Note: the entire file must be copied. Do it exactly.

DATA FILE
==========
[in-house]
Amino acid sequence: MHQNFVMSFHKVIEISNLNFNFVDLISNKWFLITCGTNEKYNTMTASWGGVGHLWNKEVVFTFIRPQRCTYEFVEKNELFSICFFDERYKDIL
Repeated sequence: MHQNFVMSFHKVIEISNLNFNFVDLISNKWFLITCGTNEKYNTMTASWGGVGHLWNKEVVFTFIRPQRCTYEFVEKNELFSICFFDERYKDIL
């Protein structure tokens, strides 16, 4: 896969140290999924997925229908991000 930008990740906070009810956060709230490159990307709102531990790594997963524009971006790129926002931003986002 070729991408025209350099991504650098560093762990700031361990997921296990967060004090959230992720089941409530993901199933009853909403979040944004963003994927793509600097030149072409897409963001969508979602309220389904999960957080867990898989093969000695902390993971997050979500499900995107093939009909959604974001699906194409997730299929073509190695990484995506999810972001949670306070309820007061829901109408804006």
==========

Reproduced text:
[in-house]
Amino acid sequence: MHQNFVMSFHKVIEISNLNFNFVDLISNKWFLITCGTNEKYNTMTASWGGVGHLWNKEVVFTFIRPQRCTYEFVEKNELFSICFFDERYKDIL
Repeated sequence: MHQNFVMSFHKVIEISNLNFNFVDLISNKWFLITCGTNEKYNTMTASWGGVGHLWNKEVVFTFIRPQRCTYEFVEKNELFSICFFDERYKDIL
């Protein structure tokens, strides 16, 4: 896969140290999924997925229908991000 930008990740906070009810956060709230490159990307709102531990790594997963524009971006790129926002931003986002 070729991408025209350099991504650098560093762990700031361990997921296990967060004090959230992720089941409530993901199933009853909403979040944004963003994927793509600097030149072409897409963001969508979602309220389904999960957080867990898989093969000695902390993971997050979500499900995107093939009909959604974001699906194409997730299929073509190695990484995506999810972001949670306070309820007061829901109408804006």